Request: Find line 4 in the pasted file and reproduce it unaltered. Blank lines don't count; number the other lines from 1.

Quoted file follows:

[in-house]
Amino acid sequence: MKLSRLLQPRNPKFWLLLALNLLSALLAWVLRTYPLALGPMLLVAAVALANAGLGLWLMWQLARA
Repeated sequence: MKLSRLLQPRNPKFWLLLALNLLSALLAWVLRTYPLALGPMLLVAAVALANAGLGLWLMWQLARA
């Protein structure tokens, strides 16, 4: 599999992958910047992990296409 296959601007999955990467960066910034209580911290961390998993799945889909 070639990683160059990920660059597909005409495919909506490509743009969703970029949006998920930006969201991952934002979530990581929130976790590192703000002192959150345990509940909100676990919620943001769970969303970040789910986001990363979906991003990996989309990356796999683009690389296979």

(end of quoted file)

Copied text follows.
């Protein structure tokens, strides 16, 4: 599999992958910047992990296409 296959601007999955990467960066910034209580911290961390998993799945889909 070639990683160059990920660059597909005409495919909506490509743009969703970029949006998920930006969201991952934002979530990581929130976790590192703000002192959150345990509940909100676990919620943001769970969303970040789910986001990363979906991003990996989309990356796999683009690389296979």